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Discussion Starter #1
First post, but please consider me a regular because I am. This is mobile bay, and todays information, 12 noon, target is flounder, trout, redfish, sheepshead, and mangrove. Are these charts enough to have a productive day—the weather is sunny and there are oyster beds, grass, and bottom structure in all areas considered
 

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I cannot attest to the first picture, but the salinity graph is a life saver in my opinion and I use it frequently. I fish Mobile Bay and the surrounding areas regularly. Being frank, it is just too dang hot right now. If you listen to local radio and podcast of the fishing reports, people are struggling to catch trout and reds in their normal haunts. It is not out of the question but it is truly the "dog days" of summer. Best of luck if you get out there and try!
 

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I cannot attest to the first picture, but the salinity graph is a life saver in my opinion and I use it frequently. I fish Mobile Bay and the surrounding areas regularly. Being frank, it is just too dang hot right now. If you listen to local radio and podcast of the fishing reports, people are struggling to catch trout and reds in their normal haunts. It is not out of the question but it is truly the "dog days" of summer. Best of luck if you get out there and try!
If you wouldn't mind, educate me a bit on how you use the knowledge of water's salinity to plan or execute your trip for inshore fish? Are you looking for saltier water in general, or a specific salinity range? I am still learning the inshore thing, and I'm curious about how this plays into your day. Thanks!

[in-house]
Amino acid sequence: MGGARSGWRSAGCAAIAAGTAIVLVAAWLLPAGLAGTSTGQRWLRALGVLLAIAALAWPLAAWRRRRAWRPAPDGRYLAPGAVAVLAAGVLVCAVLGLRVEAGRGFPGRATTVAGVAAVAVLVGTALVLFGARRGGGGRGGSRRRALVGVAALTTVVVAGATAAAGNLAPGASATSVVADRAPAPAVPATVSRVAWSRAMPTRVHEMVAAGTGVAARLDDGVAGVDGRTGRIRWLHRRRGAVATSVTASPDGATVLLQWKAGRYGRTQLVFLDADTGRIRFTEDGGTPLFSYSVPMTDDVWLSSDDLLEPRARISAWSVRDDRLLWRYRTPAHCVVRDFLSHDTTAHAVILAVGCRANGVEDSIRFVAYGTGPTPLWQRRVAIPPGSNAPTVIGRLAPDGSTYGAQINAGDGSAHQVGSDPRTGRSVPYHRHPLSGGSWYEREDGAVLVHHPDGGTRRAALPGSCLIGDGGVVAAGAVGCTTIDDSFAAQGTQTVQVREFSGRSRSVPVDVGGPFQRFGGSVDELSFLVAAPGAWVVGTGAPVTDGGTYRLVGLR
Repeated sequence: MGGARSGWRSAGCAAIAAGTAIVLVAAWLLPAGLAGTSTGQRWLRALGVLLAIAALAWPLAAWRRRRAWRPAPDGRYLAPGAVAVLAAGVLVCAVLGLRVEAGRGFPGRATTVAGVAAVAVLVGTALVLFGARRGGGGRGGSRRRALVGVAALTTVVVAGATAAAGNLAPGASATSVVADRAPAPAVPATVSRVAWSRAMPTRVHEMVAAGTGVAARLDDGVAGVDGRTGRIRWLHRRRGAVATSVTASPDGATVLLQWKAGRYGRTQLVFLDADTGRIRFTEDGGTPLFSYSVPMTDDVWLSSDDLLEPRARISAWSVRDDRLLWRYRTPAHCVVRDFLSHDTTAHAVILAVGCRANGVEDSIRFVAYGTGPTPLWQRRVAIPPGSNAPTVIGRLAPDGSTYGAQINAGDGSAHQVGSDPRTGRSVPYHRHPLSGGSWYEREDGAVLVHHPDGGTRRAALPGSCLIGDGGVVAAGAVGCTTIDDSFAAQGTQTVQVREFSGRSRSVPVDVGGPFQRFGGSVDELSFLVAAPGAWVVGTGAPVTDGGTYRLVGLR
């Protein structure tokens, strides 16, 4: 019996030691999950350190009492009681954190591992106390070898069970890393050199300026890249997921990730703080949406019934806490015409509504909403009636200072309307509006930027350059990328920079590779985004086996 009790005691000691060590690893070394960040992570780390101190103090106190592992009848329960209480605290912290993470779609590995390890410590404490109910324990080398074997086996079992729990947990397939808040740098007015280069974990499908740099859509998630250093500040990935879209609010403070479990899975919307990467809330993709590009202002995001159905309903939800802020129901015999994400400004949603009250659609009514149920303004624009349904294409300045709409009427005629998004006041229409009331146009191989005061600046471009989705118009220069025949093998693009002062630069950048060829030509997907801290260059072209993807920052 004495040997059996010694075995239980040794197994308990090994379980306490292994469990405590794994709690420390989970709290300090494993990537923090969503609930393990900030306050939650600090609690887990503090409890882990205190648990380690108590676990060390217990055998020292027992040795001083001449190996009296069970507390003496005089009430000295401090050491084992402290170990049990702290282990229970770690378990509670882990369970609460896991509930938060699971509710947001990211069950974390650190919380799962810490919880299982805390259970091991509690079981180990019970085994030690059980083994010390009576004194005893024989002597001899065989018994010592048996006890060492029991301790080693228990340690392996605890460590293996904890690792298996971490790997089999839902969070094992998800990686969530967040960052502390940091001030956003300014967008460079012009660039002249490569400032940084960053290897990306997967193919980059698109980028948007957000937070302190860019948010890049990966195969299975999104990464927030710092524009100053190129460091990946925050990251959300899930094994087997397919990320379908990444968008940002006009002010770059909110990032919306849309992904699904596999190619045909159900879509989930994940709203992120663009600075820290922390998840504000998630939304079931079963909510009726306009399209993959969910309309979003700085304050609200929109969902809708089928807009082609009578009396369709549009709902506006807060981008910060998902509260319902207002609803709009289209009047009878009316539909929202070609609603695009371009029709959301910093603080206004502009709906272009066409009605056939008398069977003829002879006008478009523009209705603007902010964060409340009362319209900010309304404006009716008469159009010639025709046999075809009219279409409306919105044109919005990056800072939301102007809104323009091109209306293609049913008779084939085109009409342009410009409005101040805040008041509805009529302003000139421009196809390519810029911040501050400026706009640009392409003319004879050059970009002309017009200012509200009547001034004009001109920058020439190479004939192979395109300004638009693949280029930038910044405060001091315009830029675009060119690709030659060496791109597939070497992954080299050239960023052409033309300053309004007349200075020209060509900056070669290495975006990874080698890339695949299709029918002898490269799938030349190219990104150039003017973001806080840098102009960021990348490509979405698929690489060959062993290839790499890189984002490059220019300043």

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If you wouldn't mind, educate me a bit on how you use the knowledge of water's salinity to plan or execute your trip for inshore fish? Are you looking for saltier water in general, or a specific salinity range? I am still learning the inshore thing, and I'm curious about how this plays into your day. Thanks!
No problem. I look at salinity in general, the higher the better. Lets say Evergreen, Montgomery, Selma, etc got a ton of rain in the previous days, I will use this chart to check to see if that freshwater has pushed down into the bay. In my experience it usually takes two to three days for it to really reach here. I live 5 minutes from the Causeway and like to put in there because it is convenient. This chart tells me if I need to trailer farther south, to maybe Bon Secour. In the late fall/early winter you can almost track the migration of Trout up into the delta by following the inflow of salinity over a few days time.
 

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Discussion Starter #6 (Edited)
My first read on the salinity chart would be to stay away from the causeway (I-10) and it also looks like the eastern shore southern area down to ft. Morgan road is where the fish are piled up, the green area may hold bait fish the best and maybe the small yellow spot to the lower right is where the flounder are laying. But I rarely catch fish, but also I’ve never followed a chart such as this. However I did get into a mess of short specs west of the DIP bridge in the yellow area.
 

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People put too much emphasis on meteorological data.

Go fishing!

Be observant, if you're not catching fish try something different. Sometimes it's a different lure, sometimes you'll need to fish deeper, or it might be shallower. Sometimes fish hold around creek mouths, other times in the drop offs.

Some days the fish will bite anything, some days they won't bite at all.

Be observant. Try new things. Enjoy being outdoors and on the water.
 
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